Unfortunately for Jade, the slasher-obsessed final girl of Stephen Graham Jone’s My Heart Is a Chainsaw, her arrival back home after four years in prison thanks to the events of that horror masterpiece comes as a perfect storm is brewing in Proofrock, Idaho. A storm both literal, as a brutal blizzard descends on the small town, and figurative, as Dark Mill South, an escaped serial killer, also arrives looking for victims.

As I think about it, perfect storm may not be the right metaphor for Don’t Fear the Reaper. A kitchen appliance is more appropriate. Jones tosses the bent-but-not-broken Jade into a blender with the blizzard, Dark Mill South, a couple of potentially supernatural, murderous entities, a large handful of returning characters (those who survived the past novel, anyway), and a mysterious, revenge-driven killer of the home-grown variety, and sets that blender to puree. There’s also a troubling, traumatic high school scandal thrown into the mix. The result is a bloody, chaotic concoction sure to satisfy every horror fan.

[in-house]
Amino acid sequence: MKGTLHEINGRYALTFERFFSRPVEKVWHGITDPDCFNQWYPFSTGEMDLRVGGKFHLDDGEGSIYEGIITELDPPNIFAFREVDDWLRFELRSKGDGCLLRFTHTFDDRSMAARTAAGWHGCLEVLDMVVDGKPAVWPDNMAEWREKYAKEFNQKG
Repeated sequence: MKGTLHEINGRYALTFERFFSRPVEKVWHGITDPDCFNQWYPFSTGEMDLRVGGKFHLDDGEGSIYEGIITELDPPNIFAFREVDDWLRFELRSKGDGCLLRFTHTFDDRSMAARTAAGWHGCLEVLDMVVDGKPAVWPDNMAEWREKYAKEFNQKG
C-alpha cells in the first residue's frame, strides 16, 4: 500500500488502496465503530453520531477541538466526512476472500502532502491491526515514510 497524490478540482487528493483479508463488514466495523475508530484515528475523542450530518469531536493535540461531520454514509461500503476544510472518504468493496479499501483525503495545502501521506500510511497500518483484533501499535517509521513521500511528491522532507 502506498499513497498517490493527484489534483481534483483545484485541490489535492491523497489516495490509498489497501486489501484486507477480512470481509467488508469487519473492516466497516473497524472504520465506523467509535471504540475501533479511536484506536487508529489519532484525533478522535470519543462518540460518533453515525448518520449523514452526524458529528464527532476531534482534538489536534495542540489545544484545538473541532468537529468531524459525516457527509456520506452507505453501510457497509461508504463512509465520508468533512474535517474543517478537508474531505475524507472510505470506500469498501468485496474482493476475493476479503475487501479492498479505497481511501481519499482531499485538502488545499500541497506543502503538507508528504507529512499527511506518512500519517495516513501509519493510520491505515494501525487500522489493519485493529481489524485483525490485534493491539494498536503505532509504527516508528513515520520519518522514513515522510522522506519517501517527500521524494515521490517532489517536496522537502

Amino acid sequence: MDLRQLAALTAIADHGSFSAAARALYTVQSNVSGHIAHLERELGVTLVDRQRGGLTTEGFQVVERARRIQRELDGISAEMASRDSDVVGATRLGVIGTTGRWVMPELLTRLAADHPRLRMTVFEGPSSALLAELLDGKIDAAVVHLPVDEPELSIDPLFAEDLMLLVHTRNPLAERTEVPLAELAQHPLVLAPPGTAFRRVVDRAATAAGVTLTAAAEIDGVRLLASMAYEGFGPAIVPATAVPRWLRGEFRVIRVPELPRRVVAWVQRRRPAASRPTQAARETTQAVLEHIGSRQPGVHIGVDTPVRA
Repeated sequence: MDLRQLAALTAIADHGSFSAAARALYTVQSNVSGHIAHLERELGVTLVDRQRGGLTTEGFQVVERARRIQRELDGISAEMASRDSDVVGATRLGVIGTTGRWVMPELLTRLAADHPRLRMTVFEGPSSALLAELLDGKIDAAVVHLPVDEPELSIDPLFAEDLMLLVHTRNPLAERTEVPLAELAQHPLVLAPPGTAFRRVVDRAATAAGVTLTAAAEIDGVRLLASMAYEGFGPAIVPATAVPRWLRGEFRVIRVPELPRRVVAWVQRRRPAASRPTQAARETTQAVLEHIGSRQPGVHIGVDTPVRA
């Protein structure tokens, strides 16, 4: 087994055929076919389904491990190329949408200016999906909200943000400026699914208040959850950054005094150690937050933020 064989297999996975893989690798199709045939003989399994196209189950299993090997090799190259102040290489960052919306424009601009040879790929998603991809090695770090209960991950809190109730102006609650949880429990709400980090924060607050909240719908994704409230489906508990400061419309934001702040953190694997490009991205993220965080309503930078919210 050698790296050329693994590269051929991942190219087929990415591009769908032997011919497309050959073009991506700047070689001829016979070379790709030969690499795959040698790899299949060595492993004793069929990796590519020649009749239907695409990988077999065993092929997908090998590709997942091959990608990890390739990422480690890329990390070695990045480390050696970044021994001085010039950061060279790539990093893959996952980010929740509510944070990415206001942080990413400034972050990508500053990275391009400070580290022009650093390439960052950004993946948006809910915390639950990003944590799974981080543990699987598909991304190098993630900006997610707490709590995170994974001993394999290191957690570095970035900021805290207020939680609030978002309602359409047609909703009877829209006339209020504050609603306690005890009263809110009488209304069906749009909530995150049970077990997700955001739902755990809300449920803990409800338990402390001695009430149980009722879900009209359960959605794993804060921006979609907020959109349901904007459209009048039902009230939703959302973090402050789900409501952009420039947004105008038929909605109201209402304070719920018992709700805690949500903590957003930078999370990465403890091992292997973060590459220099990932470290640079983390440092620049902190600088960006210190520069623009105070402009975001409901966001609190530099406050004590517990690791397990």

I said chaotic up above, and I meant it. The threads of this novel are many and tangled, but Jones always has a firm hold on his material, and never allows it to spin out of control. His writing style is a heady mix of breakneck action and inventive mayhem, but he never loses the beating heart of the story.

Like My Heart Is a Chainsaw, Don’t Fear the Reaper is a knowing love letter to slashers. If there’s a royal court for final girls, Jade Daniels sits the throne. The body count here may be high, but so is Jones’ clear affection for Jade.

One final thing…I wish I had re-read My Heart Is a Chainsaw before tackling Don’t Fear the Reaper. First, because it rocks. But also, as I said, there are quite a few returning characters from the first novel, and a refresher on who is who and who did what would have been helpful. It’s not necessary, as Jones does a fine job of re-introducing everyone, but my memory isn’t what it used to me.

Okay, a final, final thing…even if you don’t normally read acknowledgment pages, please read them here. Jones elequently thanks the many folks who helped bring Jade to life, including several teachers. As the father of a high school English teacher, this made made happy.

Don’t Fear the Reaper, book 2 in the Indian Lake Trilogy, debuts February 7th, 2023. This one deserves an immediate pre-order. Do it for Jade.



I discovered Meg Elison this year at Chicago WorldCon. She was a guest on a couple of panels my son and I attended, and she was funny, smart, and incredibly entertaining. On one of those panels she read from Number One Fan, and my son and I looked at each other and said, “Okay, that’s one we need to get.”